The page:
H3480 : MacCrossan headstone, St Mary's Church, Envagh

taken 2 years ago, near to Bellway, Northern Ireland

MacCrossan headstone, St Mary's Church, Envagh
MacCrossan headstone, St Mary's Church, Envagh
This family grave located inside the entrance leading to the church caught my eye and I had a look at the inscription on the headstone.

It mentioned that John MacCrossan Solicitor was fatally wounded in Castle Street Omagh and this prompted me to look microfiche records of the Tyrone Constitution detailing the “Atrocious and Brutal Murder” of John McCrossan Esq. Solicitor on 29th August, 1864 and there was an article by the Ulster Herald giving further details which mentioned what happened to his assailant.

At the late assizes in the town, Mr McCrossan was solicitor for the plaintiff in the case of Doyle -v- McLaughlin who were rival coachbuilders. The defendant not having paid costs and damages in which a judgement was made against him, an execution was brought to recover goods. The Under-Sheriff Charles MacCrossan (brother of John MacCrossan), had his office close to the Diamond Bar in George Street and rather than issue a cold minatory decided to walk the short distance to McLaughlin's place in Castle Street to attempt to devise an agreement in which he could pay the debt in instalments. McLaughlin refused and ejected the Sheriff from the entry into the street.

The Sheriff seeing that resistance was offered thought to seek advice from his brother and sent for him to come from his house located at Abbey Street, Gaol Square.

Mr MacCrossan came to Castle Street and was standing outside McLaughlin's forge, the location being here H4472 : Barboni's Sit-In & Takeaway, Omagh and an iron rod with a barbed hook was thrust outside the second floor window over the entry and it plunged into his throat, inflicting a dreadful wound. He became weak and almost lost consciousness, help was called and he was carried to his home.

His wife and children knew that something was amiss when they saw the huge crowd following him, initially thinking that it was a prisoner being taken to the nearby Omagh Gaol. A priest and physician were summoned and the wound was treated. Mr MacCrossan called for pen and paper and made out his will and bade farewell to each member of his family, knowing that he had a short time to live. He died in his home on Monday August 29th, 36 hours after he had been attacked.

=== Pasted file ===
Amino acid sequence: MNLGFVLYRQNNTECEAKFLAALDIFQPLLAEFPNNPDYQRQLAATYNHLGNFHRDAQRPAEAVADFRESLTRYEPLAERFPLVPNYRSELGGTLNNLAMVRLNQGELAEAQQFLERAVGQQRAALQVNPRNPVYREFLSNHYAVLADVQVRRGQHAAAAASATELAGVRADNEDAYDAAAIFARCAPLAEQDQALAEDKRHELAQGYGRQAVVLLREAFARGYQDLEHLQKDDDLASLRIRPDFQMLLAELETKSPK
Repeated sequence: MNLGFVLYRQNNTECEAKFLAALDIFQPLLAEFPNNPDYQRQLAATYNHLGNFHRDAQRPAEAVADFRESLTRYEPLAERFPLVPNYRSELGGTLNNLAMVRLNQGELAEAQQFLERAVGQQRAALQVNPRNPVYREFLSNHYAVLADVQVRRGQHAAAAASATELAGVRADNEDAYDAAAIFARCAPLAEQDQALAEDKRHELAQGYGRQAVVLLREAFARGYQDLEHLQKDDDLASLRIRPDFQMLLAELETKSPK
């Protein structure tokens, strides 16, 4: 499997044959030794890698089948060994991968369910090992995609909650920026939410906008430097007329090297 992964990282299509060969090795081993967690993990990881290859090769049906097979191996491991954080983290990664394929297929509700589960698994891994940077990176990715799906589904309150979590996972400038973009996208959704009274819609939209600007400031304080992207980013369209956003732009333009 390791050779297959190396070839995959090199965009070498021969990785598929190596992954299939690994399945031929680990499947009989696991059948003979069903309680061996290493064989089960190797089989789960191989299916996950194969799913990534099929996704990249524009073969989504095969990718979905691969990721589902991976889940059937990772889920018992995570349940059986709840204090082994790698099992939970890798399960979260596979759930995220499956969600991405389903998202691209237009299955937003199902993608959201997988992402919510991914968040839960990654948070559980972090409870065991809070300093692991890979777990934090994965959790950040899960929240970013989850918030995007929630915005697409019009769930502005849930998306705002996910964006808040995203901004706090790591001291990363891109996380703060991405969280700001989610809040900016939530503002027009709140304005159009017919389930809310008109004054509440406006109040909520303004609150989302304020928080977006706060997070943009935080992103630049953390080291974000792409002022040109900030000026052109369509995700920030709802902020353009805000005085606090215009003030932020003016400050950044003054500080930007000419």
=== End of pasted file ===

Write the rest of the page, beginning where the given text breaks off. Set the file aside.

His funeral took place at Dregish where he was interred at St Mary's Church with every class of the community being represented.

It was a curious coincidence that he always had a great horror of murderers and persons charged with the crime of capital punishment. During his professional career he never defended a prisoner on a trial for murder.

McLaughlin was arrested at the scene of the crime. The inquest was held in the Board room of Omagh Gaol on the previous Monday afternoon to the report in the Tyrone Constitution dated Friday, September 2, 1864 and lasted for several days, the jury returned a verdict of “Wilful Murder against John MacCrossan” and he was committed for trial at the next assizes.

McLaughlin's trial took place in the courthouse commencing 17th March 1865. He was found guilty of murder, and the judge donned the black cap to issue the death penalty. This was later commuted to life imprisonment at Spike Island in County Cork. It was said the political establishment of the day were so relieved to see the end of Mr MacCrossan that they did not have the heart to execute his murderer. Mr McLaughlin was released 18 years later. He came home to Omagh and returned to his trade. He died peacefully in his family home in 1908.
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H3480, 125 images   (more nearby search)
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Date Taken
Wednesday, 25 September, 2019   (more nearby)
Thursday, 26 September, 2019
Geographical Context
Burial ground, Crematorium 
Subject Location
Irish: geotagged! H 347 800 [100m precision]
WGS84: 54:40.0368N 7:27.7409W
Camera Location
Irish: geotagged! H 347 800
View Direction
EAST (about 90 degrees)
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